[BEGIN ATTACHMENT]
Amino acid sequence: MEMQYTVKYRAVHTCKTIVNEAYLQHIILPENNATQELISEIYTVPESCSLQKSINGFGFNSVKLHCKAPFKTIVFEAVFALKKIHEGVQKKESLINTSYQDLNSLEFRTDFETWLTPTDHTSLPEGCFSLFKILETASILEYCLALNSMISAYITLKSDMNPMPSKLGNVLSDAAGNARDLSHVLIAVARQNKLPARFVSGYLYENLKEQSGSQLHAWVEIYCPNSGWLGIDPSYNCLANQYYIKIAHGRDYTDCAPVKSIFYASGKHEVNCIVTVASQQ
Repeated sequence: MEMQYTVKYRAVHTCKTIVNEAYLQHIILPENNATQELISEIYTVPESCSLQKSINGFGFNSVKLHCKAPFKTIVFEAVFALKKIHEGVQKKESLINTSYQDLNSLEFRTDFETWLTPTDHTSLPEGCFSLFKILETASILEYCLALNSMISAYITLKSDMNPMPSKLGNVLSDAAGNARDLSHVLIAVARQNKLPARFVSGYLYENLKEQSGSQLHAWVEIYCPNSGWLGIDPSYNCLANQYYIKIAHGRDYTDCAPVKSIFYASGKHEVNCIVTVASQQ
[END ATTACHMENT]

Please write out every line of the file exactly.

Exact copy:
Amino acid sequence: MEMQYTVKYRAVHTCKTIVNEAYLQHIILPENNATQELISEIYTVPESCSLQKSINGFGFNSVKLHCKAPFKTIVFEAVFALKKIHEGVQKKESLINTSYQDLNSLEFRTDFETWLTPTDHTSLPEGCFSLFKILETASILEYCLALNSMISAYITLKSDMNPMPSKLGNVLSDAAGNARDLSHVLIAVARQNKLPARFVSGYLYENLKEQSGSQLHAWVEIYCPNSGWLGIDPSYNCLANQYYIKIAHGRDYTDCAPVKSIFYASGKHEVNCIVTVASQQ
Repeated sequence: MEMQYTVKYRAVHTCKTIVNEAYLQHIILPENNATQELISEIYTVPESCSLQKSINGFGFNSVKLHCKAPFKTIVFEAVFALKKIHEGVQKKESLINTSYQDLNSLEFRTDFETWLTPTDHTSLPEGCFSLFKILETASILEYCLALNSMISAYITLKSDMNPMPSKLGNVLSDAAGNARDLSHVLIAVARQNKLPARFVSGYLYENLKEQSGSQLHAWVEIYCPNSGWLGIDPSYNCLANQYYIKIAHGRDYTDCAPVKSIFYASGKHEVNCIVTVASQQ